Our Origin Story
The idea for San Francisco Art & Film for Teenagers came out of a conversation that artist Ronald Chase had with a student in the spring of 1993. Chase had been working as a volunteer at the San Francisco School of the Arts, planting gardens. He was outside a classroom digging a hole for a bush when a student offered their help shifting the large plant. They introduced themselves and Ronald started up a conversation:
"Let me ask you something. What do you do with yourself?"
The boy appeared confused. "What do you mean?"
"I mean, how do you spend your time. What's an average day for you?"
"Oh, well, I wake up in the morning, I have breakfast, then I go to school, I have lunch, I go back to school, I take a bus home, I watch TV, I have dinner and do my homework and go to bed."
"Well what do you do on the weekend?"
"I usually sleep till noon, I have breakfast, sometimes I meet friends to hang out, we watch TV, I sometimes go out, but mostly I watch TV, talk with friends, play video games, do my homework and go to bed."
The puzzled boy nodded. "Yep."
Chase checked with a few other students, and their answers were alarmingly similar. This was intolerable. These young people were studying at an arts school in the middle of one of the most diverse cultural cities in America and few of them had any contact with file beyond their teachers, friends and families. Somehow they needed to become connected to and be inspired by the arts in San Francisco.
Chase talked it through with Susan Stauter, the arts coordinator for the San Francisco Unified School District, and offered to take a group of students on art walks to local galleries followed by a picnic lunch and a challenging film. She supported the idea and with the consent of SotA's principal Art Saturdays began that fall. Eighteen students became the first subjects of this new program, giving up their Saturday afternoons to art. They met in downtown San Francisco, explored galleries and museums, picnicked on baguettes and cheese and watched classic and foreign films playing at repertory movie houses.
By the end of that school year the program had been given a name: San Francisco Art & Film for Teenagers, and the number of students had risen to 75. Adults who loved the arts joined as mentors including a local arts teacher (Andrew Kerja); a landscape artist (Alida Morgan), a theater press agent (David Hyry), a filmmaker (Christian Schneider) and a costume designer (Sandra Woodall).
By that point Chase was so busy designing flyers, sending out schedules, recruiting parents to help with picnics, and researching new shows and film screenings he realized the program must have funding.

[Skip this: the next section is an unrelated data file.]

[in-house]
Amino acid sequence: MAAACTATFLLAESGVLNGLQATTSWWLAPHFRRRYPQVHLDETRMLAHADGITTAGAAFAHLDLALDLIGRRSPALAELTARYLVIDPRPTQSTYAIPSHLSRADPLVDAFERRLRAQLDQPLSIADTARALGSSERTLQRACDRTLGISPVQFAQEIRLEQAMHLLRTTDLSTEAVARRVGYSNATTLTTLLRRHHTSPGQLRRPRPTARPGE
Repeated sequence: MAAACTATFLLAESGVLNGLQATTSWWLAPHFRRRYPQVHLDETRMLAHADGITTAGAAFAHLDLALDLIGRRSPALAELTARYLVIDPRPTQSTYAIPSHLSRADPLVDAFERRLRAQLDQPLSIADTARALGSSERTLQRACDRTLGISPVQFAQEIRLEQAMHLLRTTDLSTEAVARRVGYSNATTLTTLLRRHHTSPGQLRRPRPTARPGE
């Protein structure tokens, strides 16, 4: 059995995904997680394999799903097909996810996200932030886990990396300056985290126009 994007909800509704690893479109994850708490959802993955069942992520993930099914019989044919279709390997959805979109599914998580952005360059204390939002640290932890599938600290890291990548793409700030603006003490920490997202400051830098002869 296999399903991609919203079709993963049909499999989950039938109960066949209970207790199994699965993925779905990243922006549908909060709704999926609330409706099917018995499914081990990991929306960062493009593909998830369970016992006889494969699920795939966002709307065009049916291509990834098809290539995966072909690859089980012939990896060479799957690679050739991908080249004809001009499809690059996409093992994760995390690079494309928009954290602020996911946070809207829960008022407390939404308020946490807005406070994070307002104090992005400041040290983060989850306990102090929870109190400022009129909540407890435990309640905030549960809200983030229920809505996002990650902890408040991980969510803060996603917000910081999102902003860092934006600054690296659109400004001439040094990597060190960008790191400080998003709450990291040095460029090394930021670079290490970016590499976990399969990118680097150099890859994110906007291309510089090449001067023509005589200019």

Art & Film was established as an official 501(c)(3) non-profit with the help of an old friends Robert Walker and Huntly Gordon, the organization began with a three person board. Gary W. Ross, an investor, was the first donor and one who realized the possibilities of what the program might mean to future young people.
Chase the visited New York City and a friend, Michael Zimmer, threw the first benefit evening for the program. New Yorkers were enthusiastic. Mary E Kaplan and artist Caio Fonseca and obtained grants from their family foundation, the J.M Kaplan Fund. Back in San Francisco, funds came from the Walter and Elise Haas Fund and Chevron.
By 1995 Chase had convinced both the San Francisco Symphony and San Francisco Opera to offer free seats to the program. Other organizations including A.C.T., Cutting Ball Theater, San Francisco Performances and the Silent Film Festival also volunteered seats.
Chase was constantly concerned about what students thought, asking them "what are you getting out of this?" Students responded that they were excited to be taken seriously as individuals and to be pushed to think critically in ways they weren't at school. They asked for more frequent trips and so Art Saturdays became weekly events.
In 1996 Art & Film was opened to all Bay Area students. A number of foundations began offering grants, including the Walter Haas Fund and The San Francisco Rotary Club
Students kept asking for an opportunity to see more classic films, the kind not shown in many theaters. In 1997 Cine Club was created. Chase was introduced to Tom Bruchs of Dolby Labs. Bruchs' enthusiasm for the idea led him to offer the use of Dolby’s beautiful screening room, and the San Francisco Recreation and Park department offered the Randall Museum as alternative screening space. Polish filmmaker Agneiszka Holland contributed Cine Club its first funds.
That spring Art & Film arranged a week in Paris for its most dedicated students. Chase and Joe Rosenblatt (then principal at the San Francisco School of the Arts) accompanied 33 students for a week of museums and culture. The idea of a European Summer Studies Program was born.
In the summer of 1997 Art & Film sponsored it’s first public mural at the School of the Arts. Four student artists worked with Chase for three weeks to create The Seasons, a succession of four arches evoking Spring, Summer, Fall and Winter.
Now Art & Film’s goal was becoming quite clear. To make all the arts—visual arts, music, dance, theater and film—an important presence in young people’s lives. Through art we help them learn about themselves, develop critical judgement skills, excite their imaginations, and broaden their worldview.